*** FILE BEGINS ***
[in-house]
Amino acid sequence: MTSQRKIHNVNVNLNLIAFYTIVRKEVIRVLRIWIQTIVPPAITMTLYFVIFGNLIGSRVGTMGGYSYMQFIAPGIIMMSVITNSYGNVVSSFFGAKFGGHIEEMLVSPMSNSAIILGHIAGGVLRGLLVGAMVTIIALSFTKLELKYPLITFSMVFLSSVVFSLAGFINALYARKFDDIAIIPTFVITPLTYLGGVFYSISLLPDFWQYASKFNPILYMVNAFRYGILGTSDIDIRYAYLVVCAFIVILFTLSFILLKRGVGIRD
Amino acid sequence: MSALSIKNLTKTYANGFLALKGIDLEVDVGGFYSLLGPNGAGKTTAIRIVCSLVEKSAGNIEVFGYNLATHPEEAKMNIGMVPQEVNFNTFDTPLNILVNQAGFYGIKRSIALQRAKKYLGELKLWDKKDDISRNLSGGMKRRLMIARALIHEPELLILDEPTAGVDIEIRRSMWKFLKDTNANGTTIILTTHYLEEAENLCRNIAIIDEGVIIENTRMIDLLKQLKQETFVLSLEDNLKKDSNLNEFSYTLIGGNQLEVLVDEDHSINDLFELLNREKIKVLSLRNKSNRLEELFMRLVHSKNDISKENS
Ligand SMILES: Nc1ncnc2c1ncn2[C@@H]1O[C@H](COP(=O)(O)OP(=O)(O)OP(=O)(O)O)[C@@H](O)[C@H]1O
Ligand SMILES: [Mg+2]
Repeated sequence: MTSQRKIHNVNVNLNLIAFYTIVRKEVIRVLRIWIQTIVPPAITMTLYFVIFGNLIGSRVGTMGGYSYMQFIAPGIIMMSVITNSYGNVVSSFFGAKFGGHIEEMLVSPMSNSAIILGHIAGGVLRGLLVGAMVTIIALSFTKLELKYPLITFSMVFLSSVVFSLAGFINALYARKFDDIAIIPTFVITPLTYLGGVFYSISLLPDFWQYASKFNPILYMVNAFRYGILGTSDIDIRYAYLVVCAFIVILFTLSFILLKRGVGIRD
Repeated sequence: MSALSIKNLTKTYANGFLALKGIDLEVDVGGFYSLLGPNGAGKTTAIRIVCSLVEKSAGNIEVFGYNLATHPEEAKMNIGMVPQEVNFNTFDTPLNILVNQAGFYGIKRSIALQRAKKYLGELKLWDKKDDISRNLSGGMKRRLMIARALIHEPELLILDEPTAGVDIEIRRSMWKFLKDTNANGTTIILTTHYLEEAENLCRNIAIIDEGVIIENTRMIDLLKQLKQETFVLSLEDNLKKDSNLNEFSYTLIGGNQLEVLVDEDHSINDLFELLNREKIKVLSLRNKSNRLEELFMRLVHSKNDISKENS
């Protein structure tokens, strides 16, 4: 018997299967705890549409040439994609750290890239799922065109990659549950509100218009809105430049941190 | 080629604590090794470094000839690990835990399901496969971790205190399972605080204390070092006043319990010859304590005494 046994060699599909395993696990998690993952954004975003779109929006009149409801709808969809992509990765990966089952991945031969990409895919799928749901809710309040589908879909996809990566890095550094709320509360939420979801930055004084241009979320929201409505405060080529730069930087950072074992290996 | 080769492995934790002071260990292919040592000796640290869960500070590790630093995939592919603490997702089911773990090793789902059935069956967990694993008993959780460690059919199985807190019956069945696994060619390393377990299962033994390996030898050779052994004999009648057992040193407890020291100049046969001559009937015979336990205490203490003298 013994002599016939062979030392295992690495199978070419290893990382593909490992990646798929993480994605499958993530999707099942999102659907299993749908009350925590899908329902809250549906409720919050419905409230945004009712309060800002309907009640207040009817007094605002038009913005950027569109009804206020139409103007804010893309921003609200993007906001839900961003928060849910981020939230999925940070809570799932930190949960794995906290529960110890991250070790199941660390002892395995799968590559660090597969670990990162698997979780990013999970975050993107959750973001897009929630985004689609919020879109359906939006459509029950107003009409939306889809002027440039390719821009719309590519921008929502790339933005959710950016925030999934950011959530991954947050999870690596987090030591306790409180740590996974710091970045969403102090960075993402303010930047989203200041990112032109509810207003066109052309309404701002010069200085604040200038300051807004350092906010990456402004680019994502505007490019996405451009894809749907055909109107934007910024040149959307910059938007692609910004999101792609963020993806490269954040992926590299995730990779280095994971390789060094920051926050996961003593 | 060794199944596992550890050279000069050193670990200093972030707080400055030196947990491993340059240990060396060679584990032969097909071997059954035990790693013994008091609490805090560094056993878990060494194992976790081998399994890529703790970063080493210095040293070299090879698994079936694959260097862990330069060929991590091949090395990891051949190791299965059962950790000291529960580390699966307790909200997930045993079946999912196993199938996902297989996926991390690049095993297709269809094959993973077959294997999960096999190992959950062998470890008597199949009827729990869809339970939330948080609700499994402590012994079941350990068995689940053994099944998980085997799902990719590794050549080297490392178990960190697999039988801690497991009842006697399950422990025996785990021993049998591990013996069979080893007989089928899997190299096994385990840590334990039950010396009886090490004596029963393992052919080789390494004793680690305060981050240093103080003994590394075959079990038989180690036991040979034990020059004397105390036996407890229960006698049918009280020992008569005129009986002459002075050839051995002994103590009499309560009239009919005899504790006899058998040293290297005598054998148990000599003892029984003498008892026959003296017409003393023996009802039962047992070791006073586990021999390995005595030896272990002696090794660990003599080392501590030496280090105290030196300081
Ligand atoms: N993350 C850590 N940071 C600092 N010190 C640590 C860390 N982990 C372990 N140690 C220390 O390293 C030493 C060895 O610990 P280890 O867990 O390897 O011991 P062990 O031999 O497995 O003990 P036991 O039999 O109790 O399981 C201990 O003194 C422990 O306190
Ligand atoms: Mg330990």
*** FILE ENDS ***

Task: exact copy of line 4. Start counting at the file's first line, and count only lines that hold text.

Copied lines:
Ligand SMILES: Nc1ncnc2c1ncn2[C@@H]1O[C@H](COP(=O)(O)OP(=O)(O)OP(=O)(O)O)[C@@H](O)[C@H]1O